There’s no question about it, it it helps me to be a better lawyer because you remember the cases better if you read them and if you read them and you publish something about them, you’re more likely to remember. And also I know a lot of other lawyers in actually not just in Delaware, but around the country who told me that they used my blog as sort of a mini Lexus, because if they want to search for a case on a particular topic it’s free of course and it’s easy to find a case on Section 220, for example. I use it that way myself because there are blog posts that I’ve written 15 years ago that I might not remember.
You mentioned you originally starting out in blogging because you were looking for a way to, you know, promote yourself and get the word out about your your practice in your work. How has that worked out for you?
Fabulously, well beyond my wildest dreams. One way to measure it would be monetary. I can directly trace millions of dollars in fees received over the years from people who came to me through my blog. But that’s not the end of it, there is an enormous intangible benefit. In addition to the dollars and cents, it improves my writing. I mean, I tell people that you can probably train a monkey to do the same thing over and over every day for 30 years, and even that monkey is going to get pretty good at it after awhile. So by writing all these blogposts for all these years I think it has to have a positive affect on my writing, and as I mentioned before, I think it has a positive impact on my abilities as a lawyer because it helps me to remember the law better and it keeps me up to date on the law better and it gives me an ability to go back and search for cases on particular topic much more quickly than I could otherwise do. And another intangible benefit, but still a huge benefit is my footprint on the Internet. It’s a much bigger footprint, I think it’s a much more polished footprint than it would otherwise be if I didn’t have the blog.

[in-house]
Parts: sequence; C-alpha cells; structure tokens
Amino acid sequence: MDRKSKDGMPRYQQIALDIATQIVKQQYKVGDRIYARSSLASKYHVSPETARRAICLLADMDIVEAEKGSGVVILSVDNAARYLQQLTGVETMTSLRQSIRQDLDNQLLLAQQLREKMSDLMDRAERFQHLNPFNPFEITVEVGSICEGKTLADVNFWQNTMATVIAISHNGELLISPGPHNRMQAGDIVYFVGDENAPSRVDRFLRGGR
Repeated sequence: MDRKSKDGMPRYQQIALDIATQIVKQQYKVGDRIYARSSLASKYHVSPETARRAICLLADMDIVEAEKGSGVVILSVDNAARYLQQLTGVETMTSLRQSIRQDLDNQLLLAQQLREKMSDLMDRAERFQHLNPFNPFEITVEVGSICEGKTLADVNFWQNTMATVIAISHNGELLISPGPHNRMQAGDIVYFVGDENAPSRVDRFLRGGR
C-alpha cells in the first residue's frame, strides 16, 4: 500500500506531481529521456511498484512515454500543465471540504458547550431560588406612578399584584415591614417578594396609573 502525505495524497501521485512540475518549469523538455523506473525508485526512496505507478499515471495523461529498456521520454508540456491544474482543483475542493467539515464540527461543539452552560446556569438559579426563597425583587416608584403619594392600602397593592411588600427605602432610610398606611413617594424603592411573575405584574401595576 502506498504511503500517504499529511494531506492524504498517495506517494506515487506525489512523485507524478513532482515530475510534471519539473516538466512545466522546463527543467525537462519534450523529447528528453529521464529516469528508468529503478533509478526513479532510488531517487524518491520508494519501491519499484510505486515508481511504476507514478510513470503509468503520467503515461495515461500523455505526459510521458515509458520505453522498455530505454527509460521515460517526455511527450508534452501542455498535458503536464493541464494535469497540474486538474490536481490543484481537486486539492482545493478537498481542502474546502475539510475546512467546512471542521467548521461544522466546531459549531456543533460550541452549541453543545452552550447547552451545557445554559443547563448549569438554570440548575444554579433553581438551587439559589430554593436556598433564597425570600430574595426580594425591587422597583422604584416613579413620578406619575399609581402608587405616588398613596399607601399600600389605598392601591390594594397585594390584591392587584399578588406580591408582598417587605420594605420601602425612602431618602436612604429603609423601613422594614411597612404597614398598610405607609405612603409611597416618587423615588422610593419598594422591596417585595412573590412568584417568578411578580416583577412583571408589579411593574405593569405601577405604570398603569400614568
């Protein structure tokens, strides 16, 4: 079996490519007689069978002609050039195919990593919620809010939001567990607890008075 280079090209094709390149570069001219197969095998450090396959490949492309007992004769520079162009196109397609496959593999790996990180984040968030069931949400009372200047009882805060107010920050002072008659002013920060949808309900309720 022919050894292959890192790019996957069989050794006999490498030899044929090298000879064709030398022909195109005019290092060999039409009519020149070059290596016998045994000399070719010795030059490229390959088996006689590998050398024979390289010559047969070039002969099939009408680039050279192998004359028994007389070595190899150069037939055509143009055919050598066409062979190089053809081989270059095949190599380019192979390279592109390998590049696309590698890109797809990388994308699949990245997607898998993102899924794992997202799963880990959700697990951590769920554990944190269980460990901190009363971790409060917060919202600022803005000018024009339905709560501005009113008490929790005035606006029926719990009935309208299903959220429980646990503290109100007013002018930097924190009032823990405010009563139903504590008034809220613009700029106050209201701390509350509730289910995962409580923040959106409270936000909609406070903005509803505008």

And what do you think it is about blogging that has brought those clients to you?